EIELSON AIR FORCE BASE, Alaska --
The 103rd Weapons of Mass Destruction-Civil Support Team, composed of Alaska Army National Guard Soldiers and Alaska Air National Guard Airmen, hosted an exercise in Fairbanks, Alaska, Aug. 23 for different agencies in the area including Eielson Air Force Base and Fort Wainwright.
The exercise provided an opportunity for different agencies to train together on Chemical, Biological, Radiological, Nuclear and Environmental agents.
“The main objective of the exercise was to train as we fight,” said Capt. Melkart Hawi, the 103rd WMD-CST operations officer. “We trained with the different organizations we would support if real-world emergencies were to happen.”
The Fairbanks Fire Department, 354th Civil Engineer Squadron, FBI, and the Alaska Department of Environmental Conservation were just a few of the players involved with the exercise.
“Coming together to get to know the people you will potentially work with is important,” explained Hawi. “We’re learning how the pieces fit together before the real thing happens.”
Tech. Sgt. Tyler Brown, a 354th CES installation emergency manager, said testing inter-agency operability is an important factor when so many different organizations come together to respond to an emergency.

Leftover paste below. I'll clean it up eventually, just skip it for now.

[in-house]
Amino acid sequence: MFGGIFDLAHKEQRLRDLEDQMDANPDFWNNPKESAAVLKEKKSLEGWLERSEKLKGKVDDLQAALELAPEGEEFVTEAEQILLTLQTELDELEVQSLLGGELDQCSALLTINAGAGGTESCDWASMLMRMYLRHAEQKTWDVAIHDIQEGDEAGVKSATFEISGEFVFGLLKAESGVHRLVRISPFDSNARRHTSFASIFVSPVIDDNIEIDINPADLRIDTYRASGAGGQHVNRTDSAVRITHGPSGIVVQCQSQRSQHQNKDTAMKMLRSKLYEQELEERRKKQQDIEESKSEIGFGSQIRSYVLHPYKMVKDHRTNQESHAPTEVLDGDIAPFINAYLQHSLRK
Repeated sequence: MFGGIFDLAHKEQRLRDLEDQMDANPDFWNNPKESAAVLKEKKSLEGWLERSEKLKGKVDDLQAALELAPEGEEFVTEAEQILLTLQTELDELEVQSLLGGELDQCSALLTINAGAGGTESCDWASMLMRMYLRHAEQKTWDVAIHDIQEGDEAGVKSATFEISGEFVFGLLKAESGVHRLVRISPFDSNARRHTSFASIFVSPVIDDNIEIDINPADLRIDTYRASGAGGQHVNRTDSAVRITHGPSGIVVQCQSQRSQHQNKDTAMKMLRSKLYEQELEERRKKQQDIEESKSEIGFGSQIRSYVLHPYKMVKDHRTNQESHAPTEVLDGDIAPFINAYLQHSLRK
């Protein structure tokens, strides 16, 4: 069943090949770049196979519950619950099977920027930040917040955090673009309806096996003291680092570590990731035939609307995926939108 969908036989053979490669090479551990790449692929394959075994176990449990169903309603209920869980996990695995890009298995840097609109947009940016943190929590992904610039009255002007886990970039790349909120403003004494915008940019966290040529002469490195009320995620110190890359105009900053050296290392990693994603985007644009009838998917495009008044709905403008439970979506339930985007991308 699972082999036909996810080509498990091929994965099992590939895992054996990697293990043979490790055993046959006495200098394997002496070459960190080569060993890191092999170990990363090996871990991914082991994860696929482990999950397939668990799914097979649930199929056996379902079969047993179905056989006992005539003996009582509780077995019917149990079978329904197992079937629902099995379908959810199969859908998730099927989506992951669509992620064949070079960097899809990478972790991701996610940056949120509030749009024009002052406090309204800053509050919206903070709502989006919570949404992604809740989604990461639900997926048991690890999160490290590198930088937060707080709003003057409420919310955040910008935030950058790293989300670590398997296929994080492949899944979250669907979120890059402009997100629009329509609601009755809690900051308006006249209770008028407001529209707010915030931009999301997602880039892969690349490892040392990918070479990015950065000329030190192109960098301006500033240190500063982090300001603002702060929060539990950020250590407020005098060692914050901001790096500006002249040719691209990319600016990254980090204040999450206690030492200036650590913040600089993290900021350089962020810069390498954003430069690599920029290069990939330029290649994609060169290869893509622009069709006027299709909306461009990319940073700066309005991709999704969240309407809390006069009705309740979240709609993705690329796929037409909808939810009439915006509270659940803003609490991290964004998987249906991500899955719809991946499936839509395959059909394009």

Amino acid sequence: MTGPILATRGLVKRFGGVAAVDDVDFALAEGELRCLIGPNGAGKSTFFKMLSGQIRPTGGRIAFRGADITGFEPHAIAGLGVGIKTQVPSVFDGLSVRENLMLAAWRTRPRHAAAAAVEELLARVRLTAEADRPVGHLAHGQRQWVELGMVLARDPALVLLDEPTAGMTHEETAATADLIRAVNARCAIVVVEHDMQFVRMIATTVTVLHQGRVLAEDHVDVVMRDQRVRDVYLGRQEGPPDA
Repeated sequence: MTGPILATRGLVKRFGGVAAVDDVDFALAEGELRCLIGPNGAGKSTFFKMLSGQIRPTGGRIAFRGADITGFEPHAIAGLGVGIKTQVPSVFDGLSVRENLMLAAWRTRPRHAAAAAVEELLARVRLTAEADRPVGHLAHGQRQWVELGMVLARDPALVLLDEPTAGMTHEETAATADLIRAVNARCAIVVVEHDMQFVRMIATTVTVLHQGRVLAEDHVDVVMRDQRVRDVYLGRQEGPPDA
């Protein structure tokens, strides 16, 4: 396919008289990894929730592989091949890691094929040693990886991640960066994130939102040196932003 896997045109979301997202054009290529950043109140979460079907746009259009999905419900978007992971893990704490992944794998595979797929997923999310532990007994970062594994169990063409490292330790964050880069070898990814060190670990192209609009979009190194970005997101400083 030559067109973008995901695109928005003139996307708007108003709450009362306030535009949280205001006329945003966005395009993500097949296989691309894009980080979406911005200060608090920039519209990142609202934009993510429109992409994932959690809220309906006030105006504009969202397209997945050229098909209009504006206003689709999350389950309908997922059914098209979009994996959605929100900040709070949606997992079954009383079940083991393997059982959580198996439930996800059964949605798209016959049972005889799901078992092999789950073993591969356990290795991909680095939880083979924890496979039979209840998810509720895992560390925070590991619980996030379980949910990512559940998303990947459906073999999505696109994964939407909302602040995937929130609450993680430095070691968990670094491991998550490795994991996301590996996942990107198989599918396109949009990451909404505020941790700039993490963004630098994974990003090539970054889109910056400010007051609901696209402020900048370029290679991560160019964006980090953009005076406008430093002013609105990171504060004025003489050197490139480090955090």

“Our team learned valuable information on the other agencies that participated,” said Brown. “We learned how we integrate with them and their mission in this type of emergency.”
Hawi explained how the National Guard has a dual mission to support the nation.
“One mission is to support federal, overseas war deployments by deploying our units,” said Hawi. “The second mission is to support our state in emergencies. We are given funds to set up these exercises between the different state agencies so we can connect before real events. It’s always important to know who you’re working with and understand we are all working toward the same goal.”
Hawi said the National Guard works to bridge the gap between the agencies and explained they are not there to take over the situation, but to lend support to the civil authorities on scene.
“This is a great representation of Citizen Soldiers [and Airmen] responding at a moment’s notice to support the community,” said Hawi.